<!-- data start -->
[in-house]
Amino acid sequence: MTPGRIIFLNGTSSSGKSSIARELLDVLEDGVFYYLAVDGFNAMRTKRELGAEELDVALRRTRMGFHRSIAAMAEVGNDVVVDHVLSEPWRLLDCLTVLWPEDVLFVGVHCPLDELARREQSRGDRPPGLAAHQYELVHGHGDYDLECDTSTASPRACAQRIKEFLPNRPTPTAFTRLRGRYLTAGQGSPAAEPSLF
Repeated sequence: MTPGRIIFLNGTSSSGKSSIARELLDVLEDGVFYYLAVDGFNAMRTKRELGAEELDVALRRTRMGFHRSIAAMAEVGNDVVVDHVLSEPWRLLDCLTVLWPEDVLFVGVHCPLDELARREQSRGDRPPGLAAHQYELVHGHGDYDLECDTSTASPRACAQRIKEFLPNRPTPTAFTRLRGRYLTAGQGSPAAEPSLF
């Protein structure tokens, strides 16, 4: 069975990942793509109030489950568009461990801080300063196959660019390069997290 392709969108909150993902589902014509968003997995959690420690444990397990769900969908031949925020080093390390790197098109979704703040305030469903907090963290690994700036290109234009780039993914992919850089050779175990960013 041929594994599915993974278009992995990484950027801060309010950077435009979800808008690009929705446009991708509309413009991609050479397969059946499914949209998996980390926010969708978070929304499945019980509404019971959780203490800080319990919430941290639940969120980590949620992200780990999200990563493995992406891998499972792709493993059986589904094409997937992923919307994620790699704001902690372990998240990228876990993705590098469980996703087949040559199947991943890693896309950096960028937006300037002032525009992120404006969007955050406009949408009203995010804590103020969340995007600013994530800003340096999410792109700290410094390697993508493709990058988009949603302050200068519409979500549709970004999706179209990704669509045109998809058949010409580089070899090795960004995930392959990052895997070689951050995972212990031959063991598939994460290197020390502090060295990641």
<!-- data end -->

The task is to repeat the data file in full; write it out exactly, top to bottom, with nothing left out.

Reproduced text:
[in-house]
Amino acid sequence: MTPGRIIFLNGTSSSGKSSIARELLDVLEDGVFYYLAVDGFNAMRTKRELGAEELDVALRRTRMGFHRSIAAMAEVGNDVVVDHVLSEPWRLLDCLTVLWPEDVLFVGVHCPLDELARREQSRGDRPPGLAAHQYELVHGHGDYDLECDTSTASPRACAQRIKEFLPNRPTPTAFTRLRGRYLTAGQGSPAAEPSLF
Repeated sequence: MTPGRIIFLNGTSSSGKSSIARELLDVLEDGVFYYLAVDGFNAMRTKRELGAEELDVALRRTRMGFHRSIAAMAEVGNDVVVDHVLSEPWRLLDCLTVLWPEDVLFVGVHCPLDELARREQSRGDRPPGLAAHQYELVHGHGDYDLECDTSTASPRACAQRIKEFLPNRPTPTAFTRLRGRYLTAGQGSPAAEPSLF
């Protein structure tokens, strides 16, 4: 069975990942793509109030489950568009461990801080300063196959660019390069997290 392709969108909150993902589902014509968003997995959690420690444990397990769900969908031949925020080093390390790197098109979704703040305030469903907090963290690994700036290109234009780039993914992919850089050779175990960013 041929594994599915993974278009992995990484950027801060309010950077435009979800808008690009929705446009991708509309413009991609050479397969059946499914949209998996980390926010969708978070929304499945019980509404019971959780203490800080319990919430941290639940969120980590949620992200780990999200990563493995992406891998499972792709493993059986589904094409997937992923919307994620790699704001902690372990998240990228876990993705590098469980996703087949040559199947991943890693896309950096960028937006300037002032525009992120404006969007955050406009949408009203995010804590103020969340995007600013994530800003340096999410792109700290410094390697993508493709990058988009949603302050200068519409979500549709970004999706179209990704669509045109998809058949010409580089070899090795960004995930392959990052895997070689951050995972212990031959063991598939994460290197020390502090060295990641």